Three Lists (which The Blogger Sheepishly Submits)

Posting every other day has been the hardest of the five-six resolutions I cornily made for myself (I’m doing great on the others). Life has happened, and you can’t push that river. Perhaps I should post just when I want to and I have something urgent to communicate? Yes, and that would be today.

TEN OF MY “FAVORITE ALBUMS OF ALL-TIME”

Recently I asked my Facebook friends the impossible: name your favorite album of all-time. I led with my choice (Professor Longhair’s Crawfish Fiesta, which I’ve definitely played more than any other over the past 15 years) and instantly regretted it, not because it isn’t sublime, but someone else listed something more important. So, here aren’t my 10 favorite albums of all-time, in order; here are 10 records I’d list as my very favorite record, based on number of lifetime plays, significance to my development as a human, sparked joy, and facility in connecting me with other humans. I steadfastly avoided trying to have a politically correct representative list; these are the ones my heart reaches for, instantly.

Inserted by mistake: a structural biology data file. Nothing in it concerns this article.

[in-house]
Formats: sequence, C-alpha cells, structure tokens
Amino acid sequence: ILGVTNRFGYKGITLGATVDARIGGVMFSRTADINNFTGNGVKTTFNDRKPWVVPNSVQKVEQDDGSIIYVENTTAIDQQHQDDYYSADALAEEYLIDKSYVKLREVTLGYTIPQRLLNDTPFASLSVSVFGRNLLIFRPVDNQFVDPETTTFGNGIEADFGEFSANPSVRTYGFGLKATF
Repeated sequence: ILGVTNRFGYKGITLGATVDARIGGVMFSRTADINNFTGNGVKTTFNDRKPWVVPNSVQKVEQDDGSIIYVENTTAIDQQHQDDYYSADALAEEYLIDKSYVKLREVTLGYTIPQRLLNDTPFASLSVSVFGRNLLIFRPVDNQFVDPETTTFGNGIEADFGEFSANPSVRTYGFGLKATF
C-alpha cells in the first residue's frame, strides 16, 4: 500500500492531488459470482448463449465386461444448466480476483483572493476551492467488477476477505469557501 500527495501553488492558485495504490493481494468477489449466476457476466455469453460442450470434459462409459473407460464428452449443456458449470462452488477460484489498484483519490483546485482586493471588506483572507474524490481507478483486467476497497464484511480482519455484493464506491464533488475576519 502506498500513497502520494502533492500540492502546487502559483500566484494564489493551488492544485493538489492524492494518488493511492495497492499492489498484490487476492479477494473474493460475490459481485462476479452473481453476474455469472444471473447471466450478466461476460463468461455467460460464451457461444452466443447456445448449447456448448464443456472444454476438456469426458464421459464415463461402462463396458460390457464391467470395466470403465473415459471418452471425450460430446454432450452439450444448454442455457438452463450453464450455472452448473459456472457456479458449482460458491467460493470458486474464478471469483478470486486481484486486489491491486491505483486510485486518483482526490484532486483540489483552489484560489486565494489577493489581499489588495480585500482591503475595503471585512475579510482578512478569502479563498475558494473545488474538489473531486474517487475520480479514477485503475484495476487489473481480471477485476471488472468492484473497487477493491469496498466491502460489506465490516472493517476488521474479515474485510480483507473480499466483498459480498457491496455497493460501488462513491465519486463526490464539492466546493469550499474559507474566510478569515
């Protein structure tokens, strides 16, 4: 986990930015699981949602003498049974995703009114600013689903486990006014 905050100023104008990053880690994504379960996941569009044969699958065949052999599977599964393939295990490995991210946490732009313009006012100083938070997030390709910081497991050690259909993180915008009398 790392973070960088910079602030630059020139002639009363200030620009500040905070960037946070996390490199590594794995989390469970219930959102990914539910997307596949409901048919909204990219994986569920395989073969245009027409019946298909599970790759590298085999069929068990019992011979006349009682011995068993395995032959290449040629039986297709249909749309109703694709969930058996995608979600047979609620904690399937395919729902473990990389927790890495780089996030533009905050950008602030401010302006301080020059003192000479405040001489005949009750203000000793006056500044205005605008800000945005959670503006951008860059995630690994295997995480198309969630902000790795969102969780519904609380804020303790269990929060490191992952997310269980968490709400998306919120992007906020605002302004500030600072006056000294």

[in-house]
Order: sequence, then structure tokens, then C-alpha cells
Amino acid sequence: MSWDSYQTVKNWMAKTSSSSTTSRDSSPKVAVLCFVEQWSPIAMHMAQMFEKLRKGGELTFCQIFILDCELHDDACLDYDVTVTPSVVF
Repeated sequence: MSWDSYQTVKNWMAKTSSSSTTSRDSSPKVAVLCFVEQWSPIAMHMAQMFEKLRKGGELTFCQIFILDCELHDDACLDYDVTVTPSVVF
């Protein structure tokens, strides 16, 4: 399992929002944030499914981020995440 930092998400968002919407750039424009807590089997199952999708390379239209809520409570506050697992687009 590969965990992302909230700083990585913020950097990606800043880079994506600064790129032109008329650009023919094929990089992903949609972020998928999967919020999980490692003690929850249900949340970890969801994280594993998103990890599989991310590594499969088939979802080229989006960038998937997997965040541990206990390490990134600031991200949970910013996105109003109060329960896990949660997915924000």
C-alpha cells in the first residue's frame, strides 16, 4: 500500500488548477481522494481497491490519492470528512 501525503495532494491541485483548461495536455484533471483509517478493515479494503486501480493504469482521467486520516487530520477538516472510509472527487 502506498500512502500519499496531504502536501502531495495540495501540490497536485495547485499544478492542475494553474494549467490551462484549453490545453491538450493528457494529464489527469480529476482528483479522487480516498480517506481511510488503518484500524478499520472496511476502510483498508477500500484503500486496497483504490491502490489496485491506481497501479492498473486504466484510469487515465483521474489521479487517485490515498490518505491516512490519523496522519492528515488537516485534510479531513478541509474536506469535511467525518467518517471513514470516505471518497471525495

The Minutemen, Double Nickels on the Dime

Professor Longhair, Crawfish Fiesta

Bob Dylan, Highway 61 Revisited

Howlin’ Wolf

The Flying Burrito Brothers: The Gilded Palace of Sin

Lucinda Williams

Bob Wills and The Texas Playboys: Basin Street Blues–The Tiffany Transcriptions, Volume 3

The Best of Doug Sahm & The Sir Douglas Quintet 1968-1975

The Clash: London Calling

Having a Good Time with Huey “Piano” Smith and The Clowns

 

MY TEN FAVORITE ALBUMS OF 2019

I don’t know about you, but the offerings thus far have been slim compared to last January. I will stretch to 10, nonetheless, though I may have to lean on reissues of older stuff. There is no serious priority order–it’s too early, and some of these may not end up making my Top 100 in the end. Also: a deep bow of amazement to the ageless Joe McPhee, who’s the star of no less than three of these; an acknowledgement that I have only sampled the glam comp below via YouTube searches; a thank you to my young friend Lucas Fagen, who convinced me that I was not too old and trap-rattle-addled to return to, and enjoy, Bad Bunny; and my apologies if some of these are kinda-’18. I remain needing serious convincing regarding Sharon Van Etten (Remind Me Tomorrow is an “up” album for her???).

Heroes are Gang Leaders: The Amiri Baraka Sessions